She also recommends checking to be sure a sport drink contains a sugar source,such as glucose or fructose, and that it has vitamin C. "You might have a drinkthat contains about 100 or 200 milligrams of Vitamin C in it or you can mix yourdrink with fruit juice or put some vitamin C powder in it."
If you get into a situation where you're overheating and you don't have areplenishing drink handy, dilute some fruit juice with water and put a littlebit of salt in it, suggests Dr. Hardy. It should taste slightly salty.
THE SYMPTOMS OF HEAT EXHAUSTION AND HEADSTROKE
Watch for the symptoms of heat exhaustion: The skin may become cool, moist, paleor flushed, accompanied by heavy sweating, headache, nausea or vomiting. You maybecome dizzy and exhausted to the point of collapse.
The elderly and people with pre-existing medical conditions are especiallysusceptible. Many disorders and medications to treat disorders can interferewith dissipation of heat. For example, diuretics, medications taken to increaseurine output, can decrease a patient's sodium level, complicating the effort tomaintain electrolyte balance. Antihistamines taken to counter allergies also cancause problems of fluid absorption and output.
Little children are at increased risk, too, says Dr. Hardy, because they can'tcomplain, their skin is very sensitive to sunburn, and they have a small bodymass, making it harder for their bodies to regulate heat. "You have to be realattentive and if the baby is more listless than usual, he or she may need somediluted apple juice with a little pinch of salt."
If heat exhaustion is not treated, it may lead to heatstroke: Your face will beflushed, skin will be hot and dry, and sweating will stop as body temperaturerises. Headache, nausea and dizziness will progress to confusion, delirium,shock, coma and even death. Emergency assistance should be called as quickly aspossible. If you're with someone who is suffering from heatstroke, soak thevictim in cool water if possible or wrap the victim in a cool, wet sheet in theshade while waiting for help to arrive.
According to Dr. Hardy, most of the symptoms of heat exhaustion and heatstrokeresult from three events. Excessive loss of fluid leads to a reduced amount ofblood circulating to your working muscles and the rest of your body, includingyour brain. Even a one percent loss of volume can begin to cause problems. A lowblood sodium level can lead to brain swelling and neurological symptoms. And lowmineral levels trigger muscle cramping and other physical symptoms.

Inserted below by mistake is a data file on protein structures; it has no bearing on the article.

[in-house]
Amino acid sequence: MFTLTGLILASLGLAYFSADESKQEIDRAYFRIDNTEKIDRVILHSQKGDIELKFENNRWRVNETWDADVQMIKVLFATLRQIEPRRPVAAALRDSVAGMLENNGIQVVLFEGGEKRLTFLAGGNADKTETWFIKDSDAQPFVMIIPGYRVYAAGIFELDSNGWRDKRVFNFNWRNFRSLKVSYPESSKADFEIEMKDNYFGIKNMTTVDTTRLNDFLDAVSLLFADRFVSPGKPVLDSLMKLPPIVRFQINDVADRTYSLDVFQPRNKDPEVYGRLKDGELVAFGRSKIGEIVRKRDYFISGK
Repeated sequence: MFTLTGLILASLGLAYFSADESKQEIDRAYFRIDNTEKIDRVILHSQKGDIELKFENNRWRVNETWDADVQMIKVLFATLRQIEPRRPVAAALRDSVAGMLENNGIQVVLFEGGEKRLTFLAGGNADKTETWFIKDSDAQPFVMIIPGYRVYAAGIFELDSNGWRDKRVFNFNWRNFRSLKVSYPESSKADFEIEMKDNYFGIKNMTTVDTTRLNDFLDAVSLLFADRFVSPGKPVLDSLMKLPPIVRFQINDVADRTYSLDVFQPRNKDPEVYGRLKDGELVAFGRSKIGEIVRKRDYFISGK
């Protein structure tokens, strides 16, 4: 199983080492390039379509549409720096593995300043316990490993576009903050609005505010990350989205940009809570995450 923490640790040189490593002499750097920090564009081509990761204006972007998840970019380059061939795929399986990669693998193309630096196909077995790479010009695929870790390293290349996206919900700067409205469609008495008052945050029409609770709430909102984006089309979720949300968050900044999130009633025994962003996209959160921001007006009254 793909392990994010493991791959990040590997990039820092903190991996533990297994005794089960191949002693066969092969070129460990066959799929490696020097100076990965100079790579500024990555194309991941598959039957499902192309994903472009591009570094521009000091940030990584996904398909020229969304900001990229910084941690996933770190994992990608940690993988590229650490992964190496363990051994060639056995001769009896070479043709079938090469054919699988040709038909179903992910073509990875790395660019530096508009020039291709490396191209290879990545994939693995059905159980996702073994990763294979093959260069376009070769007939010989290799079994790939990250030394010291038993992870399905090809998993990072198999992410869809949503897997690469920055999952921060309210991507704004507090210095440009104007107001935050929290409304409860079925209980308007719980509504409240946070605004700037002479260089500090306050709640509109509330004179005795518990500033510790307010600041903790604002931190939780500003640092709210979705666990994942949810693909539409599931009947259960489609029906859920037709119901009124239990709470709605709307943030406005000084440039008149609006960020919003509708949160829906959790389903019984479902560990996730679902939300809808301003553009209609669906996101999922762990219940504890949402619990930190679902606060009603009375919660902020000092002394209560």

"The sodium, volume and mineral depletion cause most of the symptoms and thenthe body's core temperature goes up," says Dr. Hardy. "Your regular ways to getrid of heat -- flushing and sweating -- are no longer effective and you'recrossing the border from heat exhaustion to heatstroke. It's serious."
Several homeopathic preparations, including belladonna and glonoine, may be usedto treat the symptoms of heat exhaustion, but Dr. Hardy recommends that anyone --especially those with medical conditions -- consult a physician or health-careprovider first. Glonoine is a form of nitroglycerin, which should be used withcaution by anyone with a heart problem, for example.
"These are things that people should talk to their physicians or trusted medicaladvisers about to find out if these substances are appropriate for them to use,"says Dr. Hardy.
She says that whether a health-care provider's approach is Eastern, Western or'alternative,' the treatments for heat-related illnesses are essentially thesame: rest, adequate cooling, fluid replacement and mineral replacement.
Dr. Hardy is a member of the American Botanical Society and the AmericanHolistic Medical Association. She serves on the advisory board of the NationalCollege of Phytotherapy and on the board of the Institute of Medical Herbalism.She received her medical degree from Louisiana State University in New Orleansand completed her internal medicine residency at Tuft's New England MedicalCenter in Boston. Cedars-Sinai's Integrative Medicine Medical Group began seeingpatients at the beginning of this year.
For media information and to arrange an interview, please e-mail[email protected] or call 1-800-396-1002.
The above story is based on materials provided by Cedars-Sinai Medical Center. Note: Materials may be edited for content and length.